So breathe, buy some antihistamines for the cat and draw up a chore chart. There, you just sorted out the hard part. Then crack open a bottle of wine and enjoy each other's company.
posted by Jubey at 7:39 PM on November 23, 2016 [9 favorites]

Like you I value my space. I did live with someone knowing it wouldn't last and unlike the comment above I would say that living together makes splitting up hard as hell. I didn't live with someone again until we had already decided we wanted to be together permanently. Bring the topic up now. It sounds like you guys are compatible but the timing wrong. Don't feel bad if you want to stay in your own space although bring that up soon and realize it may be the end of the relationship. Although that may not bed a bad thing either.
posted by biggreenplant at 7:47 PM on November 23, 2016 [5 favorites]

It is totally normal to be apprehensive about big lifestyle changes even when you really love the person and even when it's the "right" (or at least not a "wrong") step. I was nervous before moving in with my then-boyfriend, nervous about getting engaged, nervous about getting married, nervous about moving across the country with him a year later, and nervous about having kids two years later! And everything has been wonderful but I bet I will still be nervous when it's time for us to retire and spend 24/7 together. Being nervous about big changes, to me, is a sign that you take it seriously.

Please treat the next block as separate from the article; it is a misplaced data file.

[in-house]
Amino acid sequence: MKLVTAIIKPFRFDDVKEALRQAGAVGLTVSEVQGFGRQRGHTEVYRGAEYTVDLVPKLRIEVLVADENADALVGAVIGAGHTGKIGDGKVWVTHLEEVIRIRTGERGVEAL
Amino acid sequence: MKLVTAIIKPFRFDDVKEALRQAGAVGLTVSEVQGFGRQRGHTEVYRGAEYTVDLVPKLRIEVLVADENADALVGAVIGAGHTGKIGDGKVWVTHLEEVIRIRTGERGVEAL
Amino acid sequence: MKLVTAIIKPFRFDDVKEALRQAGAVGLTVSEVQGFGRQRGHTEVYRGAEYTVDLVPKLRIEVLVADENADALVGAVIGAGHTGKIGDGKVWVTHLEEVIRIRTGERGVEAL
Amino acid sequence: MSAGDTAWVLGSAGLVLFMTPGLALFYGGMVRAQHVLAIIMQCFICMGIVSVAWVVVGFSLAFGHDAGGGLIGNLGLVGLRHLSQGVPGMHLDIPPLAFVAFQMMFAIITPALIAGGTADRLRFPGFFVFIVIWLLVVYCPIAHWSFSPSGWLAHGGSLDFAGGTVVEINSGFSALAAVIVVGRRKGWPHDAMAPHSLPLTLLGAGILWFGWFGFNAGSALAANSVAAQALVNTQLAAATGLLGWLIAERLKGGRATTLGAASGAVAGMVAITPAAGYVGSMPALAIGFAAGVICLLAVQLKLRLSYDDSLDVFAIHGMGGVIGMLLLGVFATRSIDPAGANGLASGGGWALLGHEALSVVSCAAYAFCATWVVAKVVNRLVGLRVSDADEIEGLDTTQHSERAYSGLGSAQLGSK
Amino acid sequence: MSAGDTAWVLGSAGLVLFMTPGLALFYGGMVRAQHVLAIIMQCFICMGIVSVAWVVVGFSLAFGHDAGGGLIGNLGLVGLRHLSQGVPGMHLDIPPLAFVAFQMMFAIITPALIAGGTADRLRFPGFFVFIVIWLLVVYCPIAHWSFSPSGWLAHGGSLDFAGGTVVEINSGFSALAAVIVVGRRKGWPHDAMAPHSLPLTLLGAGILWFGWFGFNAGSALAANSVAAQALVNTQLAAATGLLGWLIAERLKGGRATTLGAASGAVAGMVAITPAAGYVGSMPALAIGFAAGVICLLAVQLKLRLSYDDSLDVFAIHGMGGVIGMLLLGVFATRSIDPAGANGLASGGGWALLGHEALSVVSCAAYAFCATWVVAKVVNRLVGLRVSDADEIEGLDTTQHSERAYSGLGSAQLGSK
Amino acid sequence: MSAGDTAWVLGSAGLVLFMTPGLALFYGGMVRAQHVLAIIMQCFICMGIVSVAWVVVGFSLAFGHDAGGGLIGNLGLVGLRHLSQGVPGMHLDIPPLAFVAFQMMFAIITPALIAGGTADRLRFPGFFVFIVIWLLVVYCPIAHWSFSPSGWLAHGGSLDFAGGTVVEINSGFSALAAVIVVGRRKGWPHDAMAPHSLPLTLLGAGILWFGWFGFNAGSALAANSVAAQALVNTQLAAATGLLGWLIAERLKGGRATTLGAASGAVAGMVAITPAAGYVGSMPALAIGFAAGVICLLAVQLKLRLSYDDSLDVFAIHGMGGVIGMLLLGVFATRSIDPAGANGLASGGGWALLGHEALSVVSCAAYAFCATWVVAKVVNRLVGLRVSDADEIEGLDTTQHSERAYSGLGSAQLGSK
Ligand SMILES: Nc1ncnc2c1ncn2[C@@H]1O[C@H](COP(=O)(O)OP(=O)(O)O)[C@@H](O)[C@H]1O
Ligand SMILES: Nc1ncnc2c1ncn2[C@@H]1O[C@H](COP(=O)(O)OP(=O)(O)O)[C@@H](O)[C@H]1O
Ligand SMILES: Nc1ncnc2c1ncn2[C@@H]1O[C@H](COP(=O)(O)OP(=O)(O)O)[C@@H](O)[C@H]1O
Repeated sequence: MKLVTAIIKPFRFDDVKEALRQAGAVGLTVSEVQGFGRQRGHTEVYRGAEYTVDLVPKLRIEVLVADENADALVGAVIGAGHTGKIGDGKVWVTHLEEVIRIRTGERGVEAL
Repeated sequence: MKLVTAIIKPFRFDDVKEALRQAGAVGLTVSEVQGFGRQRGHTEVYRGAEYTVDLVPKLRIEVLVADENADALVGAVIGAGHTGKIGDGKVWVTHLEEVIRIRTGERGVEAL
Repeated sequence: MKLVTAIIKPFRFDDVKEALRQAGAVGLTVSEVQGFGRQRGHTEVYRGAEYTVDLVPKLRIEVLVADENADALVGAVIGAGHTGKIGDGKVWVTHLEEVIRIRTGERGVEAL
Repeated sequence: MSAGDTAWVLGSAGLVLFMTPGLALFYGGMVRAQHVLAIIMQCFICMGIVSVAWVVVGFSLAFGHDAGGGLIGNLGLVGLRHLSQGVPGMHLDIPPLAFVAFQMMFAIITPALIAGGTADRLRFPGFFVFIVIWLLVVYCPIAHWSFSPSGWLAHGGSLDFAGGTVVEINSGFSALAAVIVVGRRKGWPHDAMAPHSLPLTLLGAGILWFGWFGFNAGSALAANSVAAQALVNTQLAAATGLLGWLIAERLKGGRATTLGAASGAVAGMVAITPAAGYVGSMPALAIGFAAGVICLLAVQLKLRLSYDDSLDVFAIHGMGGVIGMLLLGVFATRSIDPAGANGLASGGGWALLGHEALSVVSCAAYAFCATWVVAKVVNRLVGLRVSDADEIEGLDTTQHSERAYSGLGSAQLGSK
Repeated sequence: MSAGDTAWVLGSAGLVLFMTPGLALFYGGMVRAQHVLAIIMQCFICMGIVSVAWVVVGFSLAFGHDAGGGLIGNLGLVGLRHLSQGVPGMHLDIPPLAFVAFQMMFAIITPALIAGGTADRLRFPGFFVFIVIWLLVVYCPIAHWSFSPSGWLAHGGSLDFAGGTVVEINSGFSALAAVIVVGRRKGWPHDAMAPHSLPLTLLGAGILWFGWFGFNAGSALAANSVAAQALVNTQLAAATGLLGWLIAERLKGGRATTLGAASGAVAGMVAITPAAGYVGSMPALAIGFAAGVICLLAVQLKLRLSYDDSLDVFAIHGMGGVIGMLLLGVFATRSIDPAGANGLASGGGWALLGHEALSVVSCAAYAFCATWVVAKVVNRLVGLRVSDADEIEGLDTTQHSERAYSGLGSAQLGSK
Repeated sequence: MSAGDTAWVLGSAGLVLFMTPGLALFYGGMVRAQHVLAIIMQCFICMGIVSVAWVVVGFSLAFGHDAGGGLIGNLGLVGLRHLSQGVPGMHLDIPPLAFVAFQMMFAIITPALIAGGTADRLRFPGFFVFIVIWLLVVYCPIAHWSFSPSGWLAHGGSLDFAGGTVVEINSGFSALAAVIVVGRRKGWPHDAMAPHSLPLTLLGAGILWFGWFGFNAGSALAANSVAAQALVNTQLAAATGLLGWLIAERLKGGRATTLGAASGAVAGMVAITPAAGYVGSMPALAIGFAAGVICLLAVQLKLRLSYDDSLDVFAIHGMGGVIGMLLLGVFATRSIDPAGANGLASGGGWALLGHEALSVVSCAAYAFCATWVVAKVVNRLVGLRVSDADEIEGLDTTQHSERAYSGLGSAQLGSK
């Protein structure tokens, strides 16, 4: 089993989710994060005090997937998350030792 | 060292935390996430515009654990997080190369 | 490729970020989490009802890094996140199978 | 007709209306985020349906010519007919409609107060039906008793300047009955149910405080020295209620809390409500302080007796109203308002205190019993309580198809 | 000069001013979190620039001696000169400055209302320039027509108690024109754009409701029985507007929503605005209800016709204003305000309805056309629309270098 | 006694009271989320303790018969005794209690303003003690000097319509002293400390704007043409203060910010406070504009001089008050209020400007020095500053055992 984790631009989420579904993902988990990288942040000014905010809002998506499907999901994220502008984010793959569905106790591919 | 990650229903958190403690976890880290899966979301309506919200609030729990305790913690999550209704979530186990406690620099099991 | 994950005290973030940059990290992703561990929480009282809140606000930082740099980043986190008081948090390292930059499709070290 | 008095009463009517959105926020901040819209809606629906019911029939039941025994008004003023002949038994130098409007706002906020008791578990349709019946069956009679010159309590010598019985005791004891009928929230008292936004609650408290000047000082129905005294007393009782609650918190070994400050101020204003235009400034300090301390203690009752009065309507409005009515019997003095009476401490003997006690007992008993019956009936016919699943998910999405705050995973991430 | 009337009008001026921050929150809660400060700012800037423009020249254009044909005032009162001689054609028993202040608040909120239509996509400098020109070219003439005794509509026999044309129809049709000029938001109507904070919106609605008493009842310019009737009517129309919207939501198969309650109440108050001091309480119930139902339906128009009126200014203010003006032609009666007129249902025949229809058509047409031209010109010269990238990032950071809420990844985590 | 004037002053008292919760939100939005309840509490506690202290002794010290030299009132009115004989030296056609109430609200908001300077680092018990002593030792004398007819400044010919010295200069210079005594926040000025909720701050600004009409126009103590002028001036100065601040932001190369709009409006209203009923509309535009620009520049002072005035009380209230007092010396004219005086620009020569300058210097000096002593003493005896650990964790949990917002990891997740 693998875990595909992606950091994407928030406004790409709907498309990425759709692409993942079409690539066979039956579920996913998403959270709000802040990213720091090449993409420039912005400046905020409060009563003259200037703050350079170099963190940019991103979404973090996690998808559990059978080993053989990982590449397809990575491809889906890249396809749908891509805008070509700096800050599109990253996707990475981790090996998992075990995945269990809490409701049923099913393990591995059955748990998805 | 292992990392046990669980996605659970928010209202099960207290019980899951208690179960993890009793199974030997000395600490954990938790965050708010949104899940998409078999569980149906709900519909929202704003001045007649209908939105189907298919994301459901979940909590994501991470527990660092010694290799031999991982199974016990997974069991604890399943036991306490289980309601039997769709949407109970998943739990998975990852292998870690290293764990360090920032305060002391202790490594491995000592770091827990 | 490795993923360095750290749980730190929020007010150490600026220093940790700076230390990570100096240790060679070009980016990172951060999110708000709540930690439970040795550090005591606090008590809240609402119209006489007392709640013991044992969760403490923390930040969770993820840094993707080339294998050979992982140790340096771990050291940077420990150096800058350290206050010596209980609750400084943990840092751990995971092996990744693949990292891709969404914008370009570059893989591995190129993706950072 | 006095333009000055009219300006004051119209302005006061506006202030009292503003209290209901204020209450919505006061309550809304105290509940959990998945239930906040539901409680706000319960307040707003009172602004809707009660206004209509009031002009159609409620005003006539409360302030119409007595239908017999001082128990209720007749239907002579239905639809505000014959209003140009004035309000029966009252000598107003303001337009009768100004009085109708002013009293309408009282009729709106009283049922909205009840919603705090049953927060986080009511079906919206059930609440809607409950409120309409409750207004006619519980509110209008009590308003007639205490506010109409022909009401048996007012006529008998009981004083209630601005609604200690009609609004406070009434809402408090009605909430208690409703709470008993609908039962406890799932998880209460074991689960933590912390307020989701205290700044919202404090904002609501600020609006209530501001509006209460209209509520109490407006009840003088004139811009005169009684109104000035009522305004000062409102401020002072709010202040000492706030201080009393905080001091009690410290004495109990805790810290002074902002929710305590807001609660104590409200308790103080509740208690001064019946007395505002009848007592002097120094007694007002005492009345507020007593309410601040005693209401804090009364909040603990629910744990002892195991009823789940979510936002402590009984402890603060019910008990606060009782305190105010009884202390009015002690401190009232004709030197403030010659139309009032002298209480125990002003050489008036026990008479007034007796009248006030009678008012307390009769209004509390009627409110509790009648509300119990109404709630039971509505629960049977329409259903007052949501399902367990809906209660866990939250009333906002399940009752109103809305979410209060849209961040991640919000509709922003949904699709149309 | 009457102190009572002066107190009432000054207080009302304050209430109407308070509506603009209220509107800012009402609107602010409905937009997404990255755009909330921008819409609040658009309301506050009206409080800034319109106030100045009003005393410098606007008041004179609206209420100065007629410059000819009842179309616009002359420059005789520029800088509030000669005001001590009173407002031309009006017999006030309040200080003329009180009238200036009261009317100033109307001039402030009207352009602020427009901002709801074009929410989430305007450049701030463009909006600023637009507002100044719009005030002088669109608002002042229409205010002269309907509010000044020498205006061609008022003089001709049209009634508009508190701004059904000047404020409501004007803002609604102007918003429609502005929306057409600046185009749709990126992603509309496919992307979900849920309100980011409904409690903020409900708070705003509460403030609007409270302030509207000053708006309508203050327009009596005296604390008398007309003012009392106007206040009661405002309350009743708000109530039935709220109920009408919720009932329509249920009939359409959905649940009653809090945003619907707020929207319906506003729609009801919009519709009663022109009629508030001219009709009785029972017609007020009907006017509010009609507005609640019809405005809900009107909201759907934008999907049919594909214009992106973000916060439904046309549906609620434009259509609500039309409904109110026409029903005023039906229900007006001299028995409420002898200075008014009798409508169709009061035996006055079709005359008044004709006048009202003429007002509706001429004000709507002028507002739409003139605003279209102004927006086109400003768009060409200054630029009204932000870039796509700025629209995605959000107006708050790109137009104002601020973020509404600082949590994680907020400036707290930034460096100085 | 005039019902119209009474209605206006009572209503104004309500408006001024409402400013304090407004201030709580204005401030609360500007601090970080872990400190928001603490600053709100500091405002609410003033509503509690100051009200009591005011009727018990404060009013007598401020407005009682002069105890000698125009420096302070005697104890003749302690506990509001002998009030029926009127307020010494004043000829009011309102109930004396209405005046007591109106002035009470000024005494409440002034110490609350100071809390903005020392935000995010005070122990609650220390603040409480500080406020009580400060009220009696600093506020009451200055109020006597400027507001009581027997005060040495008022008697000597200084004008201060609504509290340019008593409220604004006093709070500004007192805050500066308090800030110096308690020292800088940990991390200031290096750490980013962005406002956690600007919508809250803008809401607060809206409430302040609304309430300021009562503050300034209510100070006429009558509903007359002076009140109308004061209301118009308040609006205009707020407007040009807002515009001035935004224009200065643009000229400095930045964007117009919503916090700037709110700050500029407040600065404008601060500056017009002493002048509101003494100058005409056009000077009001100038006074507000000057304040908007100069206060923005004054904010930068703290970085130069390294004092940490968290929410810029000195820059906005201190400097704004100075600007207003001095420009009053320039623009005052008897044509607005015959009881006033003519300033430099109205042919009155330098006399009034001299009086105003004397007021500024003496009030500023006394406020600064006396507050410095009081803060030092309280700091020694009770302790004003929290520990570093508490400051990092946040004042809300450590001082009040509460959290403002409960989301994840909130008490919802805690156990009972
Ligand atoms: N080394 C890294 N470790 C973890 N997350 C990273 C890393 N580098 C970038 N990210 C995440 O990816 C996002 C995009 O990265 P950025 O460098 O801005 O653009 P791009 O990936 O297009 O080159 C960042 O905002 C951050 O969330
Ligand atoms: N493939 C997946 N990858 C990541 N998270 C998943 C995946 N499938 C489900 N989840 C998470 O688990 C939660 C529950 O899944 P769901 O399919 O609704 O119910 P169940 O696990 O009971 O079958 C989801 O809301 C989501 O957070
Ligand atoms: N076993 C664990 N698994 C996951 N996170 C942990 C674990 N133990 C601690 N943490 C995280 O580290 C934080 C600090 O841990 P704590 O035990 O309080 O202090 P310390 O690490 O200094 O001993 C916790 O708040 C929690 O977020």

You can't predict the future, but you can probably tell if, deep down, you want this relationship to last. There is a difference between still kind of wanting your own place and not wanting to break someone's heart if your lives go in different directions, and knowing that you don't see a future in a relationship but are just going along with the flow the other party is instigating. Where do you fall on that spectrum?
posted by peanut_mcgillicuty at 8:11 PM on November 23, 2016 [5 favorites]

only got my own apartment about 6 months before we started dating. So being able to explore having my own furniture! my own food! walking around buck naked if I feel like it! as clean or messy of an apartment as I want!

This is literally exactly what living with a partner is like, unless you guys are not close and have little in common. (In which case moving in would be a bad idea.) I live with my partner and all the furniture is ours together, we buy whatever food we want, and it's not like we've never seen each other naked before. Cleaning stuff can become an issue if you guys aren't largely on the same page about that stuff, but honestly, you're both adults who are supposed to like each other.

Living with a partner is NOTHING LIKE having roommates. It's much closer to having your own place.

I'm still getting something out of the experience of living on my own